Table 2: Group differences in mean disability scores

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Gender differences in disability

Self-care

One-fourth of the male residents showed complete improvement in self-care, 42% had mild disability, 31% had moderate disability, whereas, 17% of the female residents showed complete improvement, more than half of them (58%) had mild disability and one-fourth (25%) had moderate disability. The difference was not statistically significant (χ2=0.44, P=0.503).

Communication and understanding

More male residents (17%) showed improvement in communication and understanding when compared to female residents (8%). Half of females (50%) had mild disability when compared to males (42%), and 42% of males had moderate disability compared to only one-third of the females (33%); the differences were not statistically significant (Fisher's exact P=0.313).

Interpersonal relationship

More male residents (17%) showed improvement and did not have disability in interpersonal relationship when compared to female residents (8%). More than one-third of the male (39%) and one-third (33%) female residents had mild disability. More male residents (31%) had moderate disability when compared to females (25%). One-third of the female residents have severe disability when compared to 14% of the males.

Association of disability with socio-demographic and clinical variables

Kruskal-Wallis test revealed that there was no difference between the schizophrenia, affective disorders, and other disorders with regard to level disability among residents at the time of discharge from half-way home. Duration of illness, duration of stay in residential care services did not have any influence on pattern of disability at the time of discharge from half-way home. Spearman's correlation analysis revealed that there was positive correlation between duration of illness and the overall level of disability ( rs=0.39, P=0.014). It also showed that age and education were not related to pattern of disability. Subsequently, linear regression analysis revealed that duration of illness predicts 20% of variation in level of disability in residents availing half-way home-care services ( R2=0.202, t=3.22, P=0.002).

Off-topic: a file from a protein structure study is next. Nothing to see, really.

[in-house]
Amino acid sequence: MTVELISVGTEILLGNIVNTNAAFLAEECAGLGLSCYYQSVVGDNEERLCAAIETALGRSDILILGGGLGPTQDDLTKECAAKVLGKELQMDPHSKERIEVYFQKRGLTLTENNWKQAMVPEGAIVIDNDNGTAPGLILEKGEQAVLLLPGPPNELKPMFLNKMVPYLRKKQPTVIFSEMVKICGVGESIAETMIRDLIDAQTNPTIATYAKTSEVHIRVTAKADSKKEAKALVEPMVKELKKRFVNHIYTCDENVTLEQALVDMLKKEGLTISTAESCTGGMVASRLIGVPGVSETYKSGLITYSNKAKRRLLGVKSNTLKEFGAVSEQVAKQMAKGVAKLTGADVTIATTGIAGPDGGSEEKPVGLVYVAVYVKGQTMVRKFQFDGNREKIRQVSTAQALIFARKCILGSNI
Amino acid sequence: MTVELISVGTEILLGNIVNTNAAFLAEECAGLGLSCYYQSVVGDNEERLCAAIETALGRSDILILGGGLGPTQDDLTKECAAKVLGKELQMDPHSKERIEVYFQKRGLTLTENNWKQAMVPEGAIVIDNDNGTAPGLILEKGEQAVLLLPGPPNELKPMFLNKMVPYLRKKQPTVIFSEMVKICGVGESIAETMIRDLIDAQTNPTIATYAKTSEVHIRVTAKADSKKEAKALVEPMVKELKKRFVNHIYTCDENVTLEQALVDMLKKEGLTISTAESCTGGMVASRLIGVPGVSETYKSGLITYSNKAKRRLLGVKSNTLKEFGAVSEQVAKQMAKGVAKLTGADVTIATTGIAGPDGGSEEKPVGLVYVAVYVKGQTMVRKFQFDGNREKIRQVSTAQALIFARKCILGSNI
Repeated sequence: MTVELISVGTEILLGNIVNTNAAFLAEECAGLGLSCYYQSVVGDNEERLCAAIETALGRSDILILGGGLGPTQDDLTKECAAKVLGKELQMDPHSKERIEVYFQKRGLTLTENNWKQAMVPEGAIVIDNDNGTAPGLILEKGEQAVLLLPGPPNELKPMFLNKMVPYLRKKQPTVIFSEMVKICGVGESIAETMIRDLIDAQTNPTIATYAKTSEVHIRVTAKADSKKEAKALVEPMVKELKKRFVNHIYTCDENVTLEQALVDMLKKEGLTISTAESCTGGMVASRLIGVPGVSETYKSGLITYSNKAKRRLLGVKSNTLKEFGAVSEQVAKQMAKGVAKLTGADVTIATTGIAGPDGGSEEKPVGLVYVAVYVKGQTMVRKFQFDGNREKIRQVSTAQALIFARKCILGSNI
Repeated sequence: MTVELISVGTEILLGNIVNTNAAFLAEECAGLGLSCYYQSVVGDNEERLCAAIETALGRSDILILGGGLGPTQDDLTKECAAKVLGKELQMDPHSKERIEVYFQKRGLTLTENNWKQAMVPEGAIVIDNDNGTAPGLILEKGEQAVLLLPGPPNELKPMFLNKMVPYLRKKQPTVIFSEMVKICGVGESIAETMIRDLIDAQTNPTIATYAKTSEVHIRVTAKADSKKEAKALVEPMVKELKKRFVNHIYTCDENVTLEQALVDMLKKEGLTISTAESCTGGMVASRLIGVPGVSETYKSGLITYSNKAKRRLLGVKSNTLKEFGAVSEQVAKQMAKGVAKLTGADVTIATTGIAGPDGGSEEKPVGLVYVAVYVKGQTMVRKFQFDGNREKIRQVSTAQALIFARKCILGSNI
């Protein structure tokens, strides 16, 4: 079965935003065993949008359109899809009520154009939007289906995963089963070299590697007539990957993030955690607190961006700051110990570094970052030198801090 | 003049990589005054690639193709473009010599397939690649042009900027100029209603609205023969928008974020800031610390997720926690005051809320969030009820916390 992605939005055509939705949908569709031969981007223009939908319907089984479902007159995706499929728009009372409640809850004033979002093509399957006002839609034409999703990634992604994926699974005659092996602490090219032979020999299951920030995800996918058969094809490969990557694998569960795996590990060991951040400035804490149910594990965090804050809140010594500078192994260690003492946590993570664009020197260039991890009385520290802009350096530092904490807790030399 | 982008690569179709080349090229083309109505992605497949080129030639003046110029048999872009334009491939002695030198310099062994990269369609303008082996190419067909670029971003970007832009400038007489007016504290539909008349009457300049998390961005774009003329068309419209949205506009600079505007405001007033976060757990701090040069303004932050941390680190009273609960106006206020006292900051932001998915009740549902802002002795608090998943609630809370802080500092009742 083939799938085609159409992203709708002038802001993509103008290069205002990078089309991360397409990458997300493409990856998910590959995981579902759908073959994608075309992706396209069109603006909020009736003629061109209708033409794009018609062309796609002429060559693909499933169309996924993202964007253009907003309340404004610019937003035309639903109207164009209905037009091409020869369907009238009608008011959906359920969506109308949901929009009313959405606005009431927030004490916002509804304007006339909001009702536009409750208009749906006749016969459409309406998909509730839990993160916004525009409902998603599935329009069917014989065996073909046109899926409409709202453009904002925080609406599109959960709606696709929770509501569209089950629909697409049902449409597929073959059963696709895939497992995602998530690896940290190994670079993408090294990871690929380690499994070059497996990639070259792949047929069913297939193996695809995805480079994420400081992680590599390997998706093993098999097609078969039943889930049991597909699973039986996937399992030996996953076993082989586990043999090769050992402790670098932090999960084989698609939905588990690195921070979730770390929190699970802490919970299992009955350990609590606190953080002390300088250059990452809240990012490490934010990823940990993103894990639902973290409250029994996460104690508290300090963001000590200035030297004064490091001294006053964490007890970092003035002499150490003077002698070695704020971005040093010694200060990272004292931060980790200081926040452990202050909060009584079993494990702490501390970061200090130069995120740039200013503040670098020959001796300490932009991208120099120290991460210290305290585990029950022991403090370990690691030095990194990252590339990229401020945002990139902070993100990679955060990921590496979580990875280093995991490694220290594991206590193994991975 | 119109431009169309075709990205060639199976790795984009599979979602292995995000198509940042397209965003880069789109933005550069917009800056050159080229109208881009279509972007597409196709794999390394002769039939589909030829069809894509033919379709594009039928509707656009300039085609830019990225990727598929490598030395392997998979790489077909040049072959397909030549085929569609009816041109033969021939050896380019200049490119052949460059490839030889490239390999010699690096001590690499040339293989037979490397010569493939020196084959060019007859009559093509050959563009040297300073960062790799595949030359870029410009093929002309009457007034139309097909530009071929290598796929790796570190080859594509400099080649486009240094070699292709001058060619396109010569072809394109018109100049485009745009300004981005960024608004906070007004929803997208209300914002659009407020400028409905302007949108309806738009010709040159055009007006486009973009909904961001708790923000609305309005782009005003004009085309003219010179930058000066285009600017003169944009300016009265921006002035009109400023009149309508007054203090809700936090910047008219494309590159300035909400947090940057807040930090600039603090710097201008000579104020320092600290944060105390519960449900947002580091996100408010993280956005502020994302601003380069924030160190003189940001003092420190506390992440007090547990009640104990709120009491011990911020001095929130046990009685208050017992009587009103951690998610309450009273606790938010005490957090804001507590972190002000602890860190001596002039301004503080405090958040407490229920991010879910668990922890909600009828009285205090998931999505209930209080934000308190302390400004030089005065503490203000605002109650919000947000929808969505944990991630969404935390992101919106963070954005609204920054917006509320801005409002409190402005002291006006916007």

Behavioral problems among inmates

Most of the inmates had either one or the other following behavioral problems such as lack of initiative, drowsiness, suicidal tendency, aggressive, irritable, talking to self, drooling of mouth, compulsive washing, poor personal hygiene, smoking, suspiciousness, loss of sleep, frequent bathing, frequent urination, decreased food intake, poor drug compliance, poor socialization, restlessness, wandering and escaping tendency, and lack of interest in vocational activities.


   Discussion Top


In this study, mean age of the inmates was 40 (±13) years, which was similar to that of the study by Kamlesh et al. [16] where the mean age of residents who were undergoing psychosocial rehabilitation services was 37 (±8) years. In the present study, male residents (76%) out-numbered female respondents (24%). This finding was very similar to the findings reported by Chowdur et al. [1] in their study 74% of the male and 26% of the female availed half-way home-care services, whereas, Kamlesh et al. [16] study reported that 63% were males and 37% were females.

Mean years of education of the residents was 13 (±4) years; this in concordance with Kamlesh et al. [16] study where they reported it was 14 (±2) years. Present study had shown majority of the inmates had average illness duration of more than 10 years. This finding was in concordance with the Chowdur et al. [1] in contrast, Kamlesh et al. [16] study reported mean duration of illness to be 15 (±7) years. More than half of the residents who availed half-way home-care services were diagnosed to have schizophrenia (58%) followed by affective disorders (26%), the most common conditions requiring rehabilitation services. Our study found that at the time of discharge, majority (76%) were having moderate of level of disability. This is in concordance with Praveen et al. [17] study who reported that majority of the inmates were having moderate level of disability at the time of discharge from half-way home.

This model of FFS would ease the burden of the families who have been on the lookout for alternatives to home-care services. It was observed that this residential care rehabilitation services would be viable and economical for the population hailing from lower- and middle-socio-economic strata. Collaborative efforts of mental-health professionals and family forums would ensure the quality of life of persons with mental-illness. By and large, the active participation of family members in the programs of this kind, would eradicate the stigma attached to the mental illness.